I’m going soft on the Giants.
What’s wrong with me? Is it a lingering strain of holiday spirit? Catatonia derived from Sunday’s NFL insanity? I don’t know, but I’m feeling like the pushover teacher who can’t bear to give that nice kid a D- in English even though he clearly watched the movie version of “To Kill a Mockingbird” and skipped the book.
When the 2017 season mercifully ended and the Giants’ offseason began, I was convinced there were two justifiable options for this team. They could land a superstar like Giancarlo Stanton and use him as the spark to fire up a massive one-year turnaround. Or they could admit that their farm system is even more depleted than their major-league roster and blow everything up; put Posey, Bumgarner and Crawford on an inflatable raft, and sink the ship.
They tried to get Stanton. They really did. But when the slugger rejected them, you had to figure the rebuild was coming.
Instead, executive VP Brian Sabean and general manager Bobby Evans are steering their truck right down the broken line. They’re not decisively picking a lane. The plan is to add a few solid veterans and improve the roster incrementally. That’s a difficult route, because there are so many increments between 64-98 and, say, 87-75, which is what it took to make the National League playoffs in 2017.
So I should be taking a run at Sabean and Evans, bemoaning the fact that the Giants outfield is still substandard, and their minor league system remains bereft of elite prospects. But I can’t help it. I really like the Andrew McCutchen trade that was announced Monday.
And again, there are reasons not to like it. McCutchen was National League MVP with the Pirates in 2013, and he led the league in on-base percentage and OPS the year after that, but he hasn’t looked like that player over the past two seasons. McCutchen was really bad in the field last year. He has just one year remaining on his contract, meaning he could be nothing more than a borrow.
Also, McCutchen is 31 years old. The Giants’ other big acquisition this winter, third baseman Evan Longoria, is 32. Not old in baseball years, but not exactly on the upswing. Together they are easily interpreted as two coats of paint on a crumbling mansion.
But a couple things make the McCutchen trade attractive. Most obvious is that the Giants got him cheap. The Pirates confirmed the package Monday afternoon: pitcher Kyle Crick, outfielder Bryan Reynolds and $500,000 in international bonus pool space. Ken Rosenthal, who writes for The Athletic among other outlets, reported that the Pirates will send the Giants $2.5 million to apply to McCutchen’s $14.5 million salary for 2018.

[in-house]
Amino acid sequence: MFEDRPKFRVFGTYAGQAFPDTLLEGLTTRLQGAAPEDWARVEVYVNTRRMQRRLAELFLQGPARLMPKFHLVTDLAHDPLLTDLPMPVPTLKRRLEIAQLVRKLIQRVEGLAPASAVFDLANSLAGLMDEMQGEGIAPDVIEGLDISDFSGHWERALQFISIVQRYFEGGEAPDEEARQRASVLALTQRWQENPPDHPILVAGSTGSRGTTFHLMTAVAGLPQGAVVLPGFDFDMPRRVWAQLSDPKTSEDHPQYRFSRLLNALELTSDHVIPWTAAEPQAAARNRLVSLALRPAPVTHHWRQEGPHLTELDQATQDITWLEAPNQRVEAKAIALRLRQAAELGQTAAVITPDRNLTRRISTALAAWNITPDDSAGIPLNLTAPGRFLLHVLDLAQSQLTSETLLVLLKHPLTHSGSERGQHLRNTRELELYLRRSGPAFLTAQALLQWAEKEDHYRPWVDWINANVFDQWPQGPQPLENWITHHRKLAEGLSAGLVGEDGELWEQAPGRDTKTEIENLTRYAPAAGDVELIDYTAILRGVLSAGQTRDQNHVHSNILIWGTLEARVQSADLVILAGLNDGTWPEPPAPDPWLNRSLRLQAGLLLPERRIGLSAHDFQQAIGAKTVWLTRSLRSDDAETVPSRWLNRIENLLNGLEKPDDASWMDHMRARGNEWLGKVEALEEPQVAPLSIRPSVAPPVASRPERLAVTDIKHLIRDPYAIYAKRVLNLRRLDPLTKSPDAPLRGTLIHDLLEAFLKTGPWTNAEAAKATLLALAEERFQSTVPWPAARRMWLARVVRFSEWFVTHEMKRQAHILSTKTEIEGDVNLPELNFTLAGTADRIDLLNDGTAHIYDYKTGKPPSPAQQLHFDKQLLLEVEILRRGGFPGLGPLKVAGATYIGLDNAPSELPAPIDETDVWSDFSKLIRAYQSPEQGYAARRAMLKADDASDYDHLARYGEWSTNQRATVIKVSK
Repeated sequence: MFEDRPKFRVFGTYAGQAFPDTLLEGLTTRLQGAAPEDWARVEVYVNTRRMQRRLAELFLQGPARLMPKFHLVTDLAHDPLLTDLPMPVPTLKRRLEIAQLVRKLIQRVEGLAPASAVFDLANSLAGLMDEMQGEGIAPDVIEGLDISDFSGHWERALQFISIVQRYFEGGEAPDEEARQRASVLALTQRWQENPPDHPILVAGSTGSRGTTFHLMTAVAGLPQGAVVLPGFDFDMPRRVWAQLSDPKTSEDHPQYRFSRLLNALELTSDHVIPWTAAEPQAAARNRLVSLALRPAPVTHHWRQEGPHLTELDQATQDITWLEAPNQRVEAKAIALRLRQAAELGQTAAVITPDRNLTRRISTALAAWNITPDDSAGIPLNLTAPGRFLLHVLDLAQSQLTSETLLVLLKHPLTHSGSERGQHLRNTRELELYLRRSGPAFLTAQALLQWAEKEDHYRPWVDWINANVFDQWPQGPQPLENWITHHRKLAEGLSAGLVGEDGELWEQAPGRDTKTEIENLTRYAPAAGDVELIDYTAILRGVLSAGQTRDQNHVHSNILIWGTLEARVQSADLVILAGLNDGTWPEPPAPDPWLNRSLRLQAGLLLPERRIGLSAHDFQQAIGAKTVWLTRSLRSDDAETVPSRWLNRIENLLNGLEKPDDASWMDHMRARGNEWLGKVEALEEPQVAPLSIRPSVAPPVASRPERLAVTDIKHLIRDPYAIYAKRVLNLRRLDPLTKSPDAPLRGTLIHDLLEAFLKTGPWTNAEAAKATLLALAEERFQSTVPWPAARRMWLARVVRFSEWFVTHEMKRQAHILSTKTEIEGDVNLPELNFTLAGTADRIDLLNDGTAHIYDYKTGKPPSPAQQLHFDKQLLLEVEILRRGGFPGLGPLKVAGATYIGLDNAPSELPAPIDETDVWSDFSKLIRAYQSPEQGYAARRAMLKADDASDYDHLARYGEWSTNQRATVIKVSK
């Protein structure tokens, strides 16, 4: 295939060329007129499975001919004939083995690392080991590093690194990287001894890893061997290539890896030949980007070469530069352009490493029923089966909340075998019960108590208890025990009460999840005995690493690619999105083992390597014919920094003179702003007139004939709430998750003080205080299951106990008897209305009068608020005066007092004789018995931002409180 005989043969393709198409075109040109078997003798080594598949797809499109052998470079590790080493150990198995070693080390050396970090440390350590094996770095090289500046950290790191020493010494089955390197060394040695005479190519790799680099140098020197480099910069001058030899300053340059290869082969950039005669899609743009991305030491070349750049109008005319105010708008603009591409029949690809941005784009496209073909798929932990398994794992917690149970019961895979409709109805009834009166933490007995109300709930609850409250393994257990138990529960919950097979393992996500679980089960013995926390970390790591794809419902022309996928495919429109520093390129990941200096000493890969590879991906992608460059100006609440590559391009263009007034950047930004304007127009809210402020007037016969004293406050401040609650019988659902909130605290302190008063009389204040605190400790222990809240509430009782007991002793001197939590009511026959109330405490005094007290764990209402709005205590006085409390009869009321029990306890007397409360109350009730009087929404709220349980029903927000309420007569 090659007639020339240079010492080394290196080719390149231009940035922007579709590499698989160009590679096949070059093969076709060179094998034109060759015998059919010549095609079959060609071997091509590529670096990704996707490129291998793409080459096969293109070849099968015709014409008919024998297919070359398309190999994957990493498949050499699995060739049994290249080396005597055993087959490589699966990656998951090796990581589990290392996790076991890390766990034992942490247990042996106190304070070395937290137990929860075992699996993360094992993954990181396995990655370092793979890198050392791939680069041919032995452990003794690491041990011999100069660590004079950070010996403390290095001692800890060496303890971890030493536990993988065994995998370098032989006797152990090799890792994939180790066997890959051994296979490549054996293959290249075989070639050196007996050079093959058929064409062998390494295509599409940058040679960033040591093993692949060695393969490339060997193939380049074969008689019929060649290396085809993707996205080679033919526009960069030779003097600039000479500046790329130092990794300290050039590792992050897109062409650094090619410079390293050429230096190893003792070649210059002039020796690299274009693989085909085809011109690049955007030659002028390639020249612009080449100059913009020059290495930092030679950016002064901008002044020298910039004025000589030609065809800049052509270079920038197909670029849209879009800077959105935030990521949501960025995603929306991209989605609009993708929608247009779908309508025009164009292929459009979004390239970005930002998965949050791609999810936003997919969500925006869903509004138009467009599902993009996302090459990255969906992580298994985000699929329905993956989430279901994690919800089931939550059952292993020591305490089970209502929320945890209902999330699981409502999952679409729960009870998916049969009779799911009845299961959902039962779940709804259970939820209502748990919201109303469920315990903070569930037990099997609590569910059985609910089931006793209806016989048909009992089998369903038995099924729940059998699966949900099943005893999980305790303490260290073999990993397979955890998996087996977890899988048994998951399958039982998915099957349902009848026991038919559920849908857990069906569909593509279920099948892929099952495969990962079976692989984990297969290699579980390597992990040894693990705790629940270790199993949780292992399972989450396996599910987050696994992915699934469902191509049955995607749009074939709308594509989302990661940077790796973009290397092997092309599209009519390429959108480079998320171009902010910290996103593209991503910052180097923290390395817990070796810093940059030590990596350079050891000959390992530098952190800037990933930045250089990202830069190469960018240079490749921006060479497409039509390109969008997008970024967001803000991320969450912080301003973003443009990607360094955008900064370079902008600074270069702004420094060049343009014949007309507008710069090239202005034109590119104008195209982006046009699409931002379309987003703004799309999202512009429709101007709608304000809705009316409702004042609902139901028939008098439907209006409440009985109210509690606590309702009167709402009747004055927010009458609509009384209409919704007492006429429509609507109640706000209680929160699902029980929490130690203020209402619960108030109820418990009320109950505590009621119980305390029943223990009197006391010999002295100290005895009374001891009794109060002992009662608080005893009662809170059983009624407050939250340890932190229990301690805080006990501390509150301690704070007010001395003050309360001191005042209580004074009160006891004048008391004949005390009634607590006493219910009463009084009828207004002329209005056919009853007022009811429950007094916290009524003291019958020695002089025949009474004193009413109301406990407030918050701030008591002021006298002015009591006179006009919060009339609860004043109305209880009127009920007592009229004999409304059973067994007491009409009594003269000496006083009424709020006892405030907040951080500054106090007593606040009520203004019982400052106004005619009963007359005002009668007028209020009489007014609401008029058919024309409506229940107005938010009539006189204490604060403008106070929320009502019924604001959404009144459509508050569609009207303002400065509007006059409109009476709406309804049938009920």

What’s not to like in that exchange? Yes, Crick is a big, 25-year-old lefty who was pretty good in 30 games with the Giants last year. Reynolds is a fast, switch-hitting center fielder, and just 22 years old. Their departure further degrades San Francisco’s thin farm operation. But neither was seen as untouchable. The Giants have clearly upgraded their lineup without surrendering a keeper like Tyler Beede, Heliot Ramos, Chris Shaw or Andrew Suarez.
So the value of this deal is hard to assail. But what really intrigues me about the McCutchen trade is that he’ll provide something that was in short supply at AT&T Park last year: excitement.
Let’s be honest. The Giants weren’t just bad last year. They were boring. And that’s a demoralizing combination.
Remember how full of life the Giants were when they broke through for their first San Francisco championship in 2010? Lincecum and the Panda, Brian Wilson and The Machine, renegades like Aubrey Huff and Pat Burrell. They had so much fun en route to the World Series that you couldn’t help but smile along with them.
The Giants have gone grayscale since then, though. The 2017 team was eminently likable but ultimately bland, as epitomized by face-of-the-franchise Buster Posey. He’s a good player and, seemingly, a good person. He’s not a barrel of laughs. Guys like Brandon Belt, Brandon Crawford and Mark Melancon are smart and droll. Get to know them, and their laid-back humor emerges. But no one ever described any of them as electric personalities.
Andrew McCutchen? He’s an electric personality.
They loved McCutchen in Pittsburgh, and you’re probably going to love him, too. He’s one of those rare athletes — rare people — who manage to be vibrant and relentlessly classy at the same time.
McCutchen does imitations of baseball commentators on demand, and comes to the rescue of grounds crewmen who get wrapped up in tarp during gusty Pittsburgh weather. He proposed to his girlfriend on “The Ellen Show” in 2013. When the Pirates failed to make the playoffs in 2011, he admitted to watching some of the action at home, getting into his batting stance and timing up pitches in front of his TV. He cut off his dreadlocks while the cameras rolled in 2015 and auctioned them off for charity on MLB.com.
Did you happen to see the video of McCutchen giving his game-worn batting gloves to a couple of young Pirates fans after a game in San Diego a couple years ago? It looked like the boys might expire from joy. McCutchen made his delivery at the outfield wall, then ran toward the diamond to do a choreographed dance with a couple teammates.
Even McCutchen’s bad moments are entertaining. Against the Mets last season, he tried to score from second base on a ground ball to shortstop, and was thrown out at home plate by 25 feet. I endorse players trying to score from second on infield bouncers, especially if they smile as much as McCutchen after making the out.
Despite the addition of McCutchen, we have reason to believe the Giants won’t be anything special in the standings in 2018. But if they could just be fun, we’ll have to consider it an improvement.
You can reach columnist Phil Barber at 707-521-5263 or firstname.lastname@example.org. Follow him on Twitter: @Skinny_Post.